Setting the purpose of the school, empowering the staff to carry out that purpose, and being outraged when that purpose is ignored should set the basis of a principals leadership style.
The link between servant leadership and moral authority is a tight one. Moral authority relies heavily on persuasion. At the root of persuasion are ideas, values, substance, and content, which together define group purpose and core values. Servant leadership is practiced by serving others, but its ultimate purpose is to place one self, and others for whom one has responsibility, in the service of ideals (Sergiovanni, 2000).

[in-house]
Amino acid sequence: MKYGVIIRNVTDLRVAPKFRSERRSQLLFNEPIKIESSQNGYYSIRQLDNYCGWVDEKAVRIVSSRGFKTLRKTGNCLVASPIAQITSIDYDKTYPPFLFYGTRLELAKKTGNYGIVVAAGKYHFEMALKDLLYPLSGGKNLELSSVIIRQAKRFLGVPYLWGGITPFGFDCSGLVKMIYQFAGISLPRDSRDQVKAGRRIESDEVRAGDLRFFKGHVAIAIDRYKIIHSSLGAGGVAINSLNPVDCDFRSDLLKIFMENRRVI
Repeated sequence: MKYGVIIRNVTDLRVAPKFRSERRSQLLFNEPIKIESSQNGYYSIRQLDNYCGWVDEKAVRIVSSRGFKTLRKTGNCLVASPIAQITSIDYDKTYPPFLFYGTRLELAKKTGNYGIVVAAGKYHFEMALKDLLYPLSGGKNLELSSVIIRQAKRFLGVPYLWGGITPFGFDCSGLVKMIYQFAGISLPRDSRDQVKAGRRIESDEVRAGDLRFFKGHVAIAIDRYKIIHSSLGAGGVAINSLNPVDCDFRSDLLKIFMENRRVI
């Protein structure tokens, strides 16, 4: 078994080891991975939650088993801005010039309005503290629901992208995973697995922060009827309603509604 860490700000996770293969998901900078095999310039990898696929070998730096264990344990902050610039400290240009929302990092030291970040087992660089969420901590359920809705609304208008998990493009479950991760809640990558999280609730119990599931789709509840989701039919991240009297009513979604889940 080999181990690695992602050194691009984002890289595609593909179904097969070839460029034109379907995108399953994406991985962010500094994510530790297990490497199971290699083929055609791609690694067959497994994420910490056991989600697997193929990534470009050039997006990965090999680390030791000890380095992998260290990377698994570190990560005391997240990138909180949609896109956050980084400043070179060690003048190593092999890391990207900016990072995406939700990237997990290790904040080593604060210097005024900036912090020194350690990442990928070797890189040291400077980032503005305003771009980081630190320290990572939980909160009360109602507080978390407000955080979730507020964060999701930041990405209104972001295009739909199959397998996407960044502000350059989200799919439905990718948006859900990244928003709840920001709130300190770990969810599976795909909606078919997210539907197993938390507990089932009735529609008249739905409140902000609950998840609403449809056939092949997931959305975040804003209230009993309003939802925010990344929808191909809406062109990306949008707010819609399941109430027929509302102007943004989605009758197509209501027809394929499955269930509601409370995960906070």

This ideal of serving the core values of the school is what leads a school. The administrators are first to embrace the ideal, then the teachers, and eventually the students. When the whole school community starts serving the core values the school's climate changes. Students begin to care about their education and higher expectations are set and met. Teachers believe in students and work to provide them with the best learning environment possible. Principals that follow servant leadership over a bureaucratic style of management will lead schools to achieve their fullest potential.